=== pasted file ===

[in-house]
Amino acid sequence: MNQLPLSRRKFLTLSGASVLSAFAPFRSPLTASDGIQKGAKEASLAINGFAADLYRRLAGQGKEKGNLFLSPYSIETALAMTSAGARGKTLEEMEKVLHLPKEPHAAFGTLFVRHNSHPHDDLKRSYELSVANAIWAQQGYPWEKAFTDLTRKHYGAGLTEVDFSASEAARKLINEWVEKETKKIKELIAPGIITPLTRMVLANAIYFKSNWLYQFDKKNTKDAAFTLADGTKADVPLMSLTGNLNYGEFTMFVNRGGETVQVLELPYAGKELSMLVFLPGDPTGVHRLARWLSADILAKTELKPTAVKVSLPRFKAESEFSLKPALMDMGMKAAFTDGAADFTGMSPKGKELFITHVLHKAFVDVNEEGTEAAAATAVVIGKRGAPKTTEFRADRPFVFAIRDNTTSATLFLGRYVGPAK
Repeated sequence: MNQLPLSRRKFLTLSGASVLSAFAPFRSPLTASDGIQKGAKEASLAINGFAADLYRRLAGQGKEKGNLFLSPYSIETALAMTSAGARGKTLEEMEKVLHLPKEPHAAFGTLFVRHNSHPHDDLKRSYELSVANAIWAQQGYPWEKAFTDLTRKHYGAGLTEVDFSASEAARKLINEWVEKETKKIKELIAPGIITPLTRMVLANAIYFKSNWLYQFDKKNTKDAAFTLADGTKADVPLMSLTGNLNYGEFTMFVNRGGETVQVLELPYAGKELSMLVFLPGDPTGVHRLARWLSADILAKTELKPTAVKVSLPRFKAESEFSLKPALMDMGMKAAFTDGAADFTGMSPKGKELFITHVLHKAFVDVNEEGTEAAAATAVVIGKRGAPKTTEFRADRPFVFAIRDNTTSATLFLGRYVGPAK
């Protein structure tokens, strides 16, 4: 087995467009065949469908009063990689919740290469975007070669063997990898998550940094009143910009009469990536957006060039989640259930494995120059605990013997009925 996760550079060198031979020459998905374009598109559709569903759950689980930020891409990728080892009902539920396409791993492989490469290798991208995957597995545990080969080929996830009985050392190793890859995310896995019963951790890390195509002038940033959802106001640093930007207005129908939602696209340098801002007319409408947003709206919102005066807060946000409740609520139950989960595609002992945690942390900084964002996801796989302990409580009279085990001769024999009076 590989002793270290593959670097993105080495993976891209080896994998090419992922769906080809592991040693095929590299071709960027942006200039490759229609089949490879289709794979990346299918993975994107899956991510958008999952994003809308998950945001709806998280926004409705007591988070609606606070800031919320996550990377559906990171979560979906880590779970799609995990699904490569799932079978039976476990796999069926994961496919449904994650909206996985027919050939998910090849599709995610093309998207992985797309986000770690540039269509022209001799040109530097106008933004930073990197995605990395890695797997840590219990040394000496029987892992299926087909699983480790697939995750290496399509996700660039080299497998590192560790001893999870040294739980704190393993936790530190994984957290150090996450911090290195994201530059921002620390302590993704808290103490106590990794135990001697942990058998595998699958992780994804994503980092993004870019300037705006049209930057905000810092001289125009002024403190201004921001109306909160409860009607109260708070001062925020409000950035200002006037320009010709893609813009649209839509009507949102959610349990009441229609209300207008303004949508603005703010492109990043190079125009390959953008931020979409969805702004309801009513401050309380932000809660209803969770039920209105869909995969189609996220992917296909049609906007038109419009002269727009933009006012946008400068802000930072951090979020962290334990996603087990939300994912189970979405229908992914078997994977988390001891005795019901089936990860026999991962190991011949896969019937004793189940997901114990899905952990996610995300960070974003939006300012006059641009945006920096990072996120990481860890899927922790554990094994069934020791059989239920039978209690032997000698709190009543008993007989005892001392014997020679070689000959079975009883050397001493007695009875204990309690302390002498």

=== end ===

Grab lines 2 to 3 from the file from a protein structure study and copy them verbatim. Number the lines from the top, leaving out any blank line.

Amino acid sequence: MNQLPLSRRKFLTLSGASVLSAFAPFRSPLTASDGIQKGAKEASLAINGFAADLYRRLAGQGKEKGNLFLSPYSIETALAMTSAGARGKTLEEMEKVLHLPKEPHAAFGTLFVRHNSHPHDDLKRSYELSVANAIWAQQGYPWEKAFTDLTRKHYGAGLTEVDFSASEAARKLINEWVEKETKKIKELIAPGIITPLTRMVLANAIYFKSNWLYQFDKKNTKDAAFTLADGTKADVPLMSLTGNLNYGEFTMFVNRGGETVQVLELPYAGKELSMLVFLPGDPTGVHRLARWLSADILAKTELKPTAVKVSLPRFKAESEFSLKPALMDMGMKAAFTDGAADFTGMSPKGKELFITHVLHKAFVDVNEEGTEAAAATAVVIGKRGAPKTTEFRADRPFVFAIRDNTTSATLFLGRYVGPAK
Repeated sequence: MNQLPLSRRKFLTLSGASVLSAFAPFRSPLTASDGIQKGAKEASLAINGFAADLYRRLAGQGKEKGNLFLSPYSIETALAMTSAGARGKTLEEMEKVLHLPKEPHAAFGTLFVRHNSHPHDDLKRSYELSVANAIWAQQGYPWEKAFTDLTRKHYGAGLTEVDFSASEAARKLINEWVEKETKKIKELIAPGIITPLTRMVLANAIYFKSNWLYQFDKKNTKDAAFTLADGTKADVPLMSLTGNLNYGEFTMFVNRGGETVQVLELPYAGKELSMLVFLPGDPTGVHRLARWLSADILAKTELKPTAVKVSLPRFKAESEFSLKPALMDMGMKAAFTDGAADFTGMSPKGKELFITHVLHKAFVDVNEEGTEAAAATAVVIGKRGAPKTTEFRADRPFVFAIRDNTTSATLFLGRYVGPAK